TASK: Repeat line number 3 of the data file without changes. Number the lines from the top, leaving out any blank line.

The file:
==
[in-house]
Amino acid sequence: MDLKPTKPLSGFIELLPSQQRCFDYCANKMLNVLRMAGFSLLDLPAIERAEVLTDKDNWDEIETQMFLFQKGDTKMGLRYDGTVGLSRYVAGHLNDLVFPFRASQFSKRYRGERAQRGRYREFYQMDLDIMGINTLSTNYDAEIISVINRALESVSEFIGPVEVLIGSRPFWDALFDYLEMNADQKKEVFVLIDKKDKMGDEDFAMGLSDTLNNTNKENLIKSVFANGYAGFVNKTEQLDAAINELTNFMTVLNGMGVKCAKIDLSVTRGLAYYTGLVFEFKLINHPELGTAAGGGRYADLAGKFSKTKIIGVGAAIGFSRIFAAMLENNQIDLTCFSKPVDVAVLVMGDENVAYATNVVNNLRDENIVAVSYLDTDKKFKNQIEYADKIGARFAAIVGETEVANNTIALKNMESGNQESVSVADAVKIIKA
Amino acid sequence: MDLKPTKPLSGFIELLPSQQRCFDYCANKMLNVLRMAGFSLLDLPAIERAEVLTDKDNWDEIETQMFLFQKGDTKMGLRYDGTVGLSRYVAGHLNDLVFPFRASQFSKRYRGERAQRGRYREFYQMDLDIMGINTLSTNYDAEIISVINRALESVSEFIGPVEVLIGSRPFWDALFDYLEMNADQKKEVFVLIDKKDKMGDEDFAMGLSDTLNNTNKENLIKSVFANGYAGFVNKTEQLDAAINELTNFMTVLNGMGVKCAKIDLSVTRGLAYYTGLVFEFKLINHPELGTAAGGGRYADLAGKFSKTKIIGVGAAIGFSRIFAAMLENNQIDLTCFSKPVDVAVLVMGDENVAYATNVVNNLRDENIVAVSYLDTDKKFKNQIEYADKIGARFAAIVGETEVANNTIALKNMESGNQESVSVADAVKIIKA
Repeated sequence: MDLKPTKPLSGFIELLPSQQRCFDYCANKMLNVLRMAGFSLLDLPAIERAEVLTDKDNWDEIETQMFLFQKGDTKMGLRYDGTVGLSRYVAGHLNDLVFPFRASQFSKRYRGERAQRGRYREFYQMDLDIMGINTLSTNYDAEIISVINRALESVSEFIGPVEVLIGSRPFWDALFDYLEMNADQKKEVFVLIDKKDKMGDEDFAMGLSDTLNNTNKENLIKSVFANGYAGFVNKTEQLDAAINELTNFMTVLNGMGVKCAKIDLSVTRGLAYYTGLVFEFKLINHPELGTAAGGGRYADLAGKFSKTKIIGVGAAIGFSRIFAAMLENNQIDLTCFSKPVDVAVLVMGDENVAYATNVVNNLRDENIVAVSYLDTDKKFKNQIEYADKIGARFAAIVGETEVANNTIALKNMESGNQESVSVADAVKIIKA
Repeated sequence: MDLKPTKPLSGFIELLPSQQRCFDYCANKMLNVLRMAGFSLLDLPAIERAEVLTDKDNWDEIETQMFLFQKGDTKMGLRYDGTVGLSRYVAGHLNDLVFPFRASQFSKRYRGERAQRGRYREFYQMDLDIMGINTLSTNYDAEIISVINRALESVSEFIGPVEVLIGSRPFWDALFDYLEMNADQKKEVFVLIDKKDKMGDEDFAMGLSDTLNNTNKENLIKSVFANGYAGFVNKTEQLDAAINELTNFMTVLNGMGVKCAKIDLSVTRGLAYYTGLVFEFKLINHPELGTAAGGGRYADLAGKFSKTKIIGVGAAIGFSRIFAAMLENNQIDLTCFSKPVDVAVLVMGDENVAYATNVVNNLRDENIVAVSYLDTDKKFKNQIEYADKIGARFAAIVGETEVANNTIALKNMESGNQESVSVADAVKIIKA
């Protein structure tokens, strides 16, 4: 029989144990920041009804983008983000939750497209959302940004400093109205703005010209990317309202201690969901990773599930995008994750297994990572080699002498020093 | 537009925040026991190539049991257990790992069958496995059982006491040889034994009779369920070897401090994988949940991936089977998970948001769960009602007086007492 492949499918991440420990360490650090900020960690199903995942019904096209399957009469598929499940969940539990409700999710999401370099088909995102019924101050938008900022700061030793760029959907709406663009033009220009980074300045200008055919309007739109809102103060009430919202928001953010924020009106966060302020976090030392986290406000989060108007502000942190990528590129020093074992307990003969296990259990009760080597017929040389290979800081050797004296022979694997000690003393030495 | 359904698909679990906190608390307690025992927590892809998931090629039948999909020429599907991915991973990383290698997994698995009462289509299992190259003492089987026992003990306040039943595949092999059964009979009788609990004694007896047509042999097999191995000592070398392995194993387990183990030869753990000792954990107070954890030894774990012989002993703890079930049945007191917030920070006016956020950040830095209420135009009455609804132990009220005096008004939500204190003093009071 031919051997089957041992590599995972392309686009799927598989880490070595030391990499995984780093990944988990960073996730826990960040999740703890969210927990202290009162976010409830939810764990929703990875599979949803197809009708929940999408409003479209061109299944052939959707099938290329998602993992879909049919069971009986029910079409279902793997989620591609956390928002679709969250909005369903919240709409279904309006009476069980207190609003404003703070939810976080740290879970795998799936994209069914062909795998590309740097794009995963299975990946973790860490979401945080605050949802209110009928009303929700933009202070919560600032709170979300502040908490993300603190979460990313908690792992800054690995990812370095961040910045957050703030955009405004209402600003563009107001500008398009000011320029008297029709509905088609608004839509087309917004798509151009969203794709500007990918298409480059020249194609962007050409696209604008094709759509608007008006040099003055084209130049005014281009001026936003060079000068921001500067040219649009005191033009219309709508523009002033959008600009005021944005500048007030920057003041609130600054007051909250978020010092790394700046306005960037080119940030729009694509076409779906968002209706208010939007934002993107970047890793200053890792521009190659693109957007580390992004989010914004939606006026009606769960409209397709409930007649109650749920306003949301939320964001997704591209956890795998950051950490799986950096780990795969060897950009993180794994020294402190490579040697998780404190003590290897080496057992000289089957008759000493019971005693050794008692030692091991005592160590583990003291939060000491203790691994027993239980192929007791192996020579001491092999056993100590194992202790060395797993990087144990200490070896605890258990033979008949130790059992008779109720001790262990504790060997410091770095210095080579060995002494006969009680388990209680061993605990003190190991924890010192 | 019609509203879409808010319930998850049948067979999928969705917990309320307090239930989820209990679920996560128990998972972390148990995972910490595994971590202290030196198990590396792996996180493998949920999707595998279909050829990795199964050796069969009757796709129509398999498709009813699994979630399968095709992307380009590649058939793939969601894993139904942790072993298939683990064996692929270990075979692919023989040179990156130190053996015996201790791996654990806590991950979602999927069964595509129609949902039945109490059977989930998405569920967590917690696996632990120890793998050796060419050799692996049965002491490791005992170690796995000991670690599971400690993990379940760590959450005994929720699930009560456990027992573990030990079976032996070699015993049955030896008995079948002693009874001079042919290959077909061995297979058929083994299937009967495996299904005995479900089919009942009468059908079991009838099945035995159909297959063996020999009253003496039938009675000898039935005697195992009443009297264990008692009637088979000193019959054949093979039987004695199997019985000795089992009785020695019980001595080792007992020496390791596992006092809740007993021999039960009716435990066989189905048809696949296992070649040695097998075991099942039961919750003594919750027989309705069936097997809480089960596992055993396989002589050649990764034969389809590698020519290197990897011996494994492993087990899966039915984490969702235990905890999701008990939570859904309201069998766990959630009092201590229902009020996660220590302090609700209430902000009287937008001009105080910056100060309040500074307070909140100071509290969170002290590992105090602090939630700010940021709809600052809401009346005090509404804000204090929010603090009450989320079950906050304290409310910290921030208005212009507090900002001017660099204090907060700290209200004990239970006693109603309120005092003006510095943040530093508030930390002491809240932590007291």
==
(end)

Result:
Amino acid sequence: MDLKPTKPLSGFIELLPSQQRCFDYCANKMLNVLRMAGFSLLDLPAIERAEVLTDKDNWDEIETQMFLFQKGDTKMGLRYDGTVGLSRYVAGHLNDLVFPFRASQFSKRYRGERAQRGRYREFYQMDLDIMGINTLSTNYDAEIISVINRALESVSEFIGPVEVLIGSRPFWDALFDYLEMNADQKKEVFVLIDKKDKMGDEDFAMGLSDTLNNTNKENLIKSVFANGYAGFVNKTEQLDAAINELTNFMTVLNGMGVKCAKIDLSVTRGLAYYTGLVFEFKLINHPELGTAAGGGRYADLAGKFSKTKIIGVGAAIGFSRIFAAMLENNQIDLTCFSKPVDVAVLVMGDENVAYATNVVNNLRDENIVAVSYLDTDKKFKNQIEYADKIGARFAAIVGETEVANNTIALKNMESGNQESVSVADAVKIIKA